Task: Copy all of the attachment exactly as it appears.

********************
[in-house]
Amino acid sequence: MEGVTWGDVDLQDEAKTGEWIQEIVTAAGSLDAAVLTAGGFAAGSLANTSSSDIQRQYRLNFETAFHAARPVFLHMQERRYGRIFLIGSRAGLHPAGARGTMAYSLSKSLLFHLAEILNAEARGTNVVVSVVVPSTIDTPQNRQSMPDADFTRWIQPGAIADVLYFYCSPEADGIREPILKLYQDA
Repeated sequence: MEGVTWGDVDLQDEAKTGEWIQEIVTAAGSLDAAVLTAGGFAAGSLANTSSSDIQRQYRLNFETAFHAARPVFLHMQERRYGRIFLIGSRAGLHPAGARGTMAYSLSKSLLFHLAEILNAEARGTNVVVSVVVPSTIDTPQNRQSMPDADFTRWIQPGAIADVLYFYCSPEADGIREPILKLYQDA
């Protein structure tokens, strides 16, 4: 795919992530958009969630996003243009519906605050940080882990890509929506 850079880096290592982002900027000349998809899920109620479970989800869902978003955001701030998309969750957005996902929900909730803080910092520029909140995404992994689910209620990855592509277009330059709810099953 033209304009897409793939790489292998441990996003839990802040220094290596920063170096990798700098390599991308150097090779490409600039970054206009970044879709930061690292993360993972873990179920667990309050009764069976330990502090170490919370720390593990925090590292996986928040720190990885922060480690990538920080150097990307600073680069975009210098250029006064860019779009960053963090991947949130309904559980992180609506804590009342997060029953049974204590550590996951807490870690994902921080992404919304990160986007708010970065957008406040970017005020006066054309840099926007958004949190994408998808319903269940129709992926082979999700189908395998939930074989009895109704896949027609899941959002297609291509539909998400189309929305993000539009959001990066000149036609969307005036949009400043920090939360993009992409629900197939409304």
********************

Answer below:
[in-house]
Amino acid sequence: MEGVTWGDVDLQDEAKTGEWIQEIVTAAGSLDAAVLTAGGFAAGSLANTSSSDIQRQYRLNFETAFHAARPVFLHMQERRYGRIFLIGSRAGLHPAGARGTMAYSLSKSLLFHLAEILNAEARGTNVVVSVVVPSTIDTPQNRQSMPDADFTRWIQPGAIADVLYFYCSPEADGIREPILKLYQDA
Repeated sequence: MEGVTWGDVDLQDEAKTGEWIQEIVTAAGSLDAAVLTAGGFAAGSLANTSSSDIQRQYRLNFETAFHAARPVFLHMQERRYGRIFLIGSRAGLHPAGARGTMAYSLSKSLLFHLAEILNAEARGTNVVVSVVVPSTIDTPQNRQSMPDADFTRWIQPGAIADVLYFYCSPEADGIREPILKLYQDA
């Protein structure tokens, strides 16, 4: 795919992530958009969630996003243009519906605050940080882990890509929506 850079880096290592982002900027000349998809899920109620479970989800869902978003955001701030998309969750957005996902929900909730803080910092520029909140995404992994689910209620990855592509277009330059709810099953 033209304009897409793939790489292998441990996003839990802040220094290596920063170096990798700098390599991308150097090779490409600039970054206009970044879709930061690292993360993972873990179920667990309050009764069976330990502090170490919370720390593990925090590292996986928040720190990885922060480690990538920080150097990307600073680069975009210098250029006064860019779009960053963090991947949130309904559980992180609506804590009342997060029953049974204590550590996951807490870690994902921080992404919304990160986007708010970065957008406040970017005020006066054309840099926007958004949190994408998808319903269940129709992926082979999700189908395998939930074989009895109704896949027609899941959002297609291509539909998400189309929305993000539009959001990066000149036609969307005036949009400043920090939360993009992409629900197939409304």